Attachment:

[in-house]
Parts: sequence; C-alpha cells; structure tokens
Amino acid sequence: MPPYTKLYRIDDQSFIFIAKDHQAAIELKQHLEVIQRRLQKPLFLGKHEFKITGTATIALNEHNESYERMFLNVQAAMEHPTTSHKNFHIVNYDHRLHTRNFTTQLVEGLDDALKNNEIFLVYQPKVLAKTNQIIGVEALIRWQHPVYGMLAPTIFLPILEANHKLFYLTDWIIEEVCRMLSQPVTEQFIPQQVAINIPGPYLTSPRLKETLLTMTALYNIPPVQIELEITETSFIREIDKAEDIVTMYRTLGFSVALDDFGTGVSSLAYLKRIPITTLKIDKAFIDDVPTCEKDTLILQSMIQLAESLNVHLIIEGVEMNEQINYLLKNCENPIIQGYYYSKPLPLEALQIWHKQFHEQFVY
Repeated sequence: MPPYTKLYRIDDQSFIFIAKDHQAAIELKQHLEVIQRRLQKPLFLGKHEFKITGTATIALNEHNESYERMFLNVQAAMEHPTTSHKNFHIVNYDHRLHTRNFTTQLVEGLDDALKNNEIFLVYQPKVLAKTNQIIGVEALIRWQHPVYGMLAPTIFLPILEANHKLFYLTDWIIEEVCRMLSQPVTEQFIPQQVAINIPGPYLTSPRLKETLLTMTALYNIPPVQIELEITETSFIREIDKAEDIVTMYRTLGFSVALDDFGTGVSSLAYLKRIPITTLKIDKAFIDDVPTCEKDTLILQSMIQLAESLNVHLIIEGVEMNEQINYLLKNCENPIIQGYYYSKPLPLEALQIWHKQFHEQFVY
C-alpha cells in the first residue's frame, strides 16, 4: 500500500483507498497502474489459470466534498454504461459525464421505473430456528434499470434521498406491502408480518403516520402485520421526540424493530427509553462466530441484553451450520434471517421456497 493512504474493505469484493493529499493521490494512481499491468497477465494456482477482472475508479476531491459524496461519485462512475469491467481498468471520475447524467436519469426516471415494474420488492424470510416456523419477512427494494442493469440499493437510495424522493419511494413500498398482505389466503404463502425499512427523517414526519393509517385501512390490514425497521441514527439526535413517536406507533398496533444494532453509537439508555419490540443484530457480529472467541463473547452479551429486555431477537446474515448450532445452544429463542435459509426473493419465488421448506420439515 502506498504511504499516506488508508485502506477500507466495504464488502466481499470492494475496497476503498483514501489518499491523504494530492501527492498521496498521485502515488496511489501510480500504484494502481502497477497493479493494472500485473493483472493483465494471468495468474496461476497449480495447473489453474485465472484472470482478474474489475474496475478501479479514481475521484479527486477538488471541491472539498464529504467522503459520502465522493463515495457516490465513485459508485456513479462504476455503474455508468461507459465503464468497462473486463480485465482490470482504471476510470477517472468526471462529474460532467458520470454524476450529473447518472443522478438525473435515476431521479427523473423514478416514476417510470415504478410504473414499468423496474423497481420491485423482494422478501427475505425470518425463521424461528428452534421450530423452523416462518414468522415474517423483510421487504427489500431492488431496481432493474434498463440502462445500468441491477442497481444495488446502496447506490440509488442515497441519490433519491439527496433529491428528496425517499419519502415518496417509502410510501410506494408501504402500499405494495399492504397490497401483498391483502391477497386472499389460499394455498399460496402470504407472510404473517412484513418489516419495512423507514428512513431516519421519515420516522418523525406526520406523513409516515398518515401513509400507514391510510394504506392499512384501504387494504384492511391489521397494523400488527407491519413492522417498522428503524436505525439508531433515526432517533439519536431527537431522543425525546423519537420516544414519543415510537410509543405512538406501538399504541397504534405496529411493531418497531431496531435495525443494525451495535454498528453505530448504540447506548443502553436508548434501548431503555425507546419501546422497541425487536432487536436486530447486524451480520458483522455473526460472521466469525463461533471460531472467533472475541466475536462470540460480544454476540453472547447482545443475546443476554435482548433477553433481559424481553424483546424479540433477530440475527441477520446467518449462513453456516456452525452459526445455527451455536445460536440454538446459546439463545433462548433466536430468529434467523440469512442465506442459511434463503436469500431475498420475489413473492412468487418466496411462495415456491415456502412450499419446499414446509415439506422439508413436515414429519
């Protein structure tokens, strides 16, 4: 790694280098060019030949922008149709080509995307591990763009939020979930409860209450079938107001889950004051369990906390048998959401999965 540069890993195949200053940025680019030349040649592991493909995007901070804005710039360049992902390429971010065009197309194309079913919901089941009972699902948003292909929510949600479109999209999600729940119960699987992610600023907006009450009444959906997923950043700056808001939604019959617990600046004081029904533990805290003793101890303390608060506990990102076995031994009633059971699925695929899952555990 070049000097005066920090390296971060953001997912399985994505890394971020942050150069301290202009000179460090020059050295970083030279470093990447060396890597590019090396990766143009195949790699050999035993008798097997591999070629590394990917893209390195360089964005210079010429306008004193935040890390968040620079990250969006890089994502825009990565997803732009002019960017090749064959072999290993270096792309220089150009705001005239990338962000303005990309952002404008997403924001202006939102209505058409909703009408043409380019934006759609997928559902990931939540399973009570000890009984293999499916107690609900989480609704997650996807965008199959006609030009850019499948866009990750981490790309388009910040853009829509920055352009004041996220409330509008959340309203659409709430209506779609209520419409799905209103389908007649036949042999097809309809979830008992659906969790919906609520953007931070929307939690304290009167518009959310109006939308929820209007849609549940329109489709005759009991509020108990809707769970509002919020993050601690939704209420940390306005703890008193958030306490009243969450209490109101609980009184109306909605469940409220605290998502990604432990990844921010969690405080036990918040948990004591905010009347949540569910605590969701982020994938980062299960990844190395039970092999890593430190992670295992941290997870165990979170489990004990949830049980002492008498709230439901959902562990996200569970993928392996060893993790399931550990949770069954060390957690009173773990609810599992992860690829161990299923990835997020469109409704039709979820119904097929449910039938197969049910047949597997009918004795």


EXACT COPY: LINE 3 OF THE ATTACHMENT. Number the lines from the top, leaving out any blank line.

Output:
Amino acid sequence: MPPYTKLYRIDDQSFIFIAKDHQAAIELKQHLEVIQRRLQKPLFLGKHEFKITGTATIALNEHNESYERMFLNVQAAMEHPTTSHKNFHIVNYDHRLHTRNFTTQLVEGLDDALKNNEIFLVYQPKVLAKTNQIIGVEALIRWQHPVYGMLAPTIFLPILEANHKLFYLTDWIIEEVCRMLSQPVTEQFIPQQVAINIPGPYLTSPRLKETLLTMTALYNIPPVQIELEITETSFIREIDKAEDIVTMYRTLGFSVALDDFGTGVSSLAYLKRIPITTLKIDKAFIDDVPTCEKDTLILQSMIQLAESLNVHLIIEGVEMNEQINYLLKNCENPIIQGYYYSKPLPLEALQIWHKQFHEQFVY